Sunday, April 4, 2010


Last weekend we took a drive to Ione where we happened upon this building sitting on the top of a hill that looked to us like a castle. It is, as we later found out, indeed called Preston Castle. In 1890, 230 acres of land were purchased from the Ione Coal and Iron Company for $30 per acre with 100 acres donated. The castle's tower is easily seen from several miles.

The beautiful Romanesque Revival building was built of local sandstone, granite from Folsom, and bricks from Folsom and San Quentin prisons. The cornerstone was laid on December 23, 1890 with 2,500 people in attendance.

On June 13, 1894 the Preston School of Industry accepted its first wards. A few weeks later the school was proclaimed officially open on July 1, 1894. By seeking to rehabilitate youthful offenders, the school offered a progressive alternative to San Quentin.

Preston Castle has slowly deteriorated due to weather, vandalism, old age, and lack of on-going maintenance. The Preston Castle Foundation now has a fifty-year lease on the property, and is spearheading renovations.

Upon full restoration, the foundation's goal is for the castle to be a self-sustaining community resource. Some ideas for its use might include: conference and event space, library, art gallery, restaurant, visitor's center, and specialized youth, adult, and senior services. There is a web site at:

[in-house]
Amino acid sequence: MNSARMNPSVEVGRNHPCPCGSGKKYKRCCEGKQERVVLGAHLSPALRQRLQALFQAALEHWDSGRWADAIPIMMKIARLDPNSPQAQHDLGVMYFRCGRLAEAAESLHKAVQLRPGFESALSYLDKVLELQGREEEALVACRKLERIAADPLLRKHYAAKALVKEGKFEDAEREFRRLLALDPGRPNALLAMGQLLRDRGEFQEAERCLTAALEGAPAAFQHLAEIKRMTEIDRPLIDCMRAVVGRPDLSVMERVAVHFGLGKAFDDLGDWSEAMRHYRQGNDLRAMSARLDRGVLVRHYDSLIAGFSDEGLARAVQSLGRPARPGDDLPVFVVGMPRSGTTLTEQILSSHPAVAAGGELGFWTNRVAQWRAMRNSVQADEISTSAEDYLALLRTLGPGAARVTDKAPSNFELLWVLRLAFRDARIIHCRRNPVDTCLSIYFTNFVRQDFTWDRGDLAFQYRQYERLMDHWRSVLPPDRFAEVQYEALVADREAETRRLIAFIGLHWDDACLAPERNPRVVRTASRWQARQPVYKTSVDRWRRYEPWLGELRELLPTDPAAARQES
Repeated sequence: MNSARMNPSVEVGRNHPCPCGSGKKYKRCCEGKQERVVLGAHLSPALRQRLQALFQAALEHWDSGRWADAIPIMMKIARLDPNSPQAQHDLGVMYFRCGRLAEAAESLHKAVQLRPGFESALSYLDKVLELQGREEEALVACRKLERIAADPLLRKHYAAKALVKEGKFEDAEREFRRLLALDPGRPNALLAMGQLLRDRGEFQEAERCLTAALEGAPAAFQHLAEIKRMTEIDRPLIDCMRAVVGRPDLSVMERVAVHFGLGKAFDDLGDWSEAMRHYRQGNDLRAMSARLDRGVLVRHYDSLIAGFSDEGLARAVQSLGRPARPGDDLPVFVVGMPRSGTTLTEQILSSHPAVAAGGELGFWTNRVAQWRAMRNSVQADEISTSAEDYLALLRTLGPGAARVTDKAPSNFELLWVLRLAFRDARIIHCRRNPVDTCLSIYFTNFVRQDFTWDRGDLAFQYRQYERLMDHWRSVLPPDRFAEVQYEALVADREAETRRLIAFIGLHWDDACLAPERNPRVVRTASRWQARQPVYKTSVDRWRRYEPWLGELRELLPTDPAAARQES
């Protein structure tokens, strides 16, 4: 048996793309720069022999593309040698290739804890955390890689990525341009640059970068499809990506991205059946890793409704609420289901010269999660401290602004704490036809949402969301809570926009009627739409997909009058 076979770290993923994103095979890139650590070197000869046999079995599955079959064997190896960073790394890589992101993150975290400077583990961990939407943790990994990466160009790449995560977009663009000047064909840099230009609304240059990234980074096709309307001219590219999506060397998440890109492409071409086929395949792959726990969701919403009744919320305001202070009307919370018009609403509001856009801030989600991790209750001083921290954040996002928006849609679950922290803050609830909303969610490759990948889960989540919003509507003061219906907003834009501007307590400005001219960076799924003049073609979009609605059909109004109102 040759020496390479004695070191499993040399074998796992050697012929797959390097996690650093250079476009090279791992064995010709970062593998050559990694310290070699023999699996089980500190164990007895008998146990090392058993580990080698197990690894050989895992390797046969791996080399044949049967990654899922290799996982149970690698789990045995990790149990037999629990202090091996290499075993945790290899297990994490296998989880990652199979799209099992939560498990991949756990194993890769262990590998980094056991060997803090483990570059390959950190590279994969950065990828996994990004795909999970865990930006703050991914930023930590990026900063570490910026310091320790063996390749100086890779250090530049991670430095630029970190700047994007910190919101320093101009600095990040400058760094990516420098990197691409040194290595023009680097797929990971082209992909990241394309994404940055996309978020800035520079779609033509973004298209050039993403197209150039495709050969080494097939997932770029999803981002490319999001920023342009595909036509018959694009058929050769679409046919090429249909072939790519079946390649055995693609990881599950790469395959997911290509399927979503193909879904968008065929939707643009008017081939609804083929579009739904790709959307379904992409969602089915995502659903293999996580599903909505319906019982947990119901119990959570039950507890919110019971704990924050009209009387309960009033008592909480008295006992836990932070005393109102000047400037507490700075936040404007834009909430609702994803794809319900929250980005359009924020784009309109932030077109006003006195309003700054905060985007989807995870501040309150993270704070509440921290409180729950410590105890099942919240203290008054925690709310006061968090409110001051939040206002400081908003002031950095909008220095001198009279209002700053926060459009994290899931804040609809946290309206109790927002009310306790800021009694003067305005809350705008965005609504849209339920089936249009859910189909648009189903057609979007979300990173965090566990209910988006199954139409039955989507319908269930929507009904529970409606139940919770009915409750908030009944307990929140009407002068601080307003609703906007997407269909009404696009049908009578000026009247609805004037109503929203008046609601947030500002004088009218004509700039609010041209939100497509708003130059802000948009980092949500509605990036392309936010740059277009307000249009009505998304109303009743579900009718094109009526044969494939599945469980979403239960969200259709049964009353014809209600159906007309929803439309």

1. Preston Castle reminds me a lot of the Piatt Castles in my neck of the woods. They did build grand old homes back in the day. Resoration always does my heart good.

  2. what a cool the architecture...and i am a sucker for a castle...

  3. A really fine example -- of a Romanesque form -- It looks like its still in fairly good shape on the outside of the building.
    This style became a truly American style. Still, mostly used for grand, public buildings. Not practical for houses. Became an almost universal style for public buildings: churches, libraries, train stations, courthouses, schools. Rare for houses due to massive construction requirements, mainly for society's elite class.

    Lovely post -- I am all for preserving what few buildings we have in this country ---


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